TY - CHAP

T1 - Ch. 6. Patterns in sequences of random events

AU - Gani, J.

PY - 2003

Y1 - 2003

N2 - This chapter records three encounters with patterns in sequences of random events; it is not intended to be a review of the field, but concentrates rather on those areas which arose almost accidentally in the course of my research. My first encounter with the topic was through the use of tables of random numbers, while my second resulted from a study of the theory of runs. My third and most recent encounter followed some editorial work on a short note of Siegel (1997). In it, he produced a neat proof that in a sequence of length n whose elements may be 0 or 1, the number of sequences avoiding the pattern 11 was the Fibonacci number F(n + 2), a result derivable from the work of Guibas and Odlyzko (1981), and also known to Rényi (1984). Intrigued by this result, I read more widely in the field. I was eventually led to the recognition that there existed a Markov chain formulation for the case of general patterns; these arise when consecutive events from an alphabet of k letters themselves form a Markov chain.

AB - This chapter records three encounters with patterns in sequences of random events; it is not intended to be a review of the field, but concentrates rather on those areas which arose almost accidentally in the course of my research. My first encounter with the topic was through the use of tables of random numbers, while my second resulted from a study of the theory of runs. My third and most recent encounter followed some editorial work on a short note of Siegel (1997). In it, he produced a neat proof that in a sequence of length n whose elements may be 0 or 1, the number of sequences avoiding the pattern 11 was the Fibonacci number F(n + 2), a result derivable from the work of Guibas and Odlyzko (1981), and also known to Rényi (1984). Intrigued by this result, I read more widely in the field. I was eventually led to the recognition that there existed a Markov chain formulation for the case of general patterns; these arise when consecutive events from an alphabet of k letters themselves form a Markov chain.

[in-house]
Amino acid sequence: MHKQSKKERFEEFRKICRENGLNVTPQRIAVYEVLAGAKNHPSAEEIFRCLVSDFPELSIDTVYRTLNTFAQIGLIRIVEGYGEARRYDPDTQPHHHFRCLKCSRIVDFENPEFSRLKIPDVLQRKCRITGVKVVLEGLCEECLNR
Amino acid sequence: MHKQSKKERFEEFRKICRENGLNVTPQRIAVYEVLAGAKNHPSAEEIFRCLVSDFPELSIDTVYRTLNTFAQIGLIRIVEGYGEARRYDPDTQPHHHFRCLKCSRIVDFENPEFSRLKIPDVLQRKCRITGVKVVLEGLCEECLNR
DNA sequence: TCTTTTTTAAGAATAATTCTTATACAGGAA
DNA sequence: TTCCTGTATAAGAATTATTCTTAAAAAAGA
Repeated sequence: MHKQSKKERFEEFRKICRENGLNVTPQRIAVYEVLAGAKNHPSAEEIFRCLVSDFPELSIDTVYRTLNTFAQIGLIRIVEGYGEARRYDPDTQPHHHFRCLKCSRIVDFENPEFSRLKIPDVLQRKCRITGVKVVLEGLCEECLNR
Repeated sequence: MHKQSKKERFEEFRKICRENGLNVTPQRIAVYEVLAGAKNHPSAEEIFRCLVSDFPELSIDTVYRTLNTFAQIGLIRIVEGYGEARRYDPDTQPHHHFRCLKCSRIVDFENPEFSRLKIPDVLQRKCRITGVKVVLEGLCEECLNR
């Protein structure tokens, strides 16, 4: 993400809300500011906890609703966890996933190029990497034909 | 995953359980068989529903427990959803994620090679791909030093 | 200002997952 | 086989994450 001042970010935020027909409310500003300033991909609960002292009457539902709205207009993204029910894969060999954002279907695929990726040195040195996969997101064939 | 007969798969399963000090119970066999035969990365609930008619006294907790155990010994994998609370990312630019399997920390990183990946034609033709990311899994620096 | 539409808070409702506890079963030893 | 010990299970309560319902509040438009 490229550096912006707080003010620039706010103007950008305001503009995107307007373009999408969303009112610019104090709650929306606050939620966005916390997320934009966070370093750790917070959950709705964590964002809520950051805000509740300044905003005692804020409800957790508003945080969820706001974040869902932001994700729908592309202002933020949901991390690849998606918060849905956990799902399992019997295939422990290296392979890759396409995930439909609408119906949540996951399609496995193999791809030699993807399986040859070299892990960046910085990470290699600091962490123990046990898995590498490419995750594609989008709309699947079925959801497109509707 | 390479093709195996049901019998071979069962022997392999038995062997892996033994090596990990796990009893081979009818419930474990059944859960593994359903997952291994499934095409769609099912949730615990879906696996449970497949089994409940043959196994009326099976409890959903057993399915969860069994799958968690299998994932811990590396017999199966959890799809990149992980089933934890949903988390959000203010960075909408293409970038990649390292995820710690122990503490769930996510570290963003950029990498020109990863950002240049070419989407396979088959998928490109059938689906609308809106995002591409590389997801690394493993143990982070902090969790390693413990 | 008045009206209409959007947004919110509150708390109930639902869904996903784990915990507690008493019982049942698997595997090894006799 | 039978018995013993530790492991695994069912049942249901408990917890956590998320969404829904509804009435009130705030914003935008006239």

UR - http://www.scopus.com/inward/record.url?scp=39349114677&partnerID=8YFLogxK

U2 - 10.1016/S0169-7161(03)21008-7

DO - 10.1016/S0169-7161(03)21008-7

M3 - Chapter

SN - 9780444500137

T3 - Handbook of Statistics

SP - 227

EP - 242

BT - Stochastic Processes

A2 - Shanbhag, D.N.

A2 - Rao, C.R.

ER -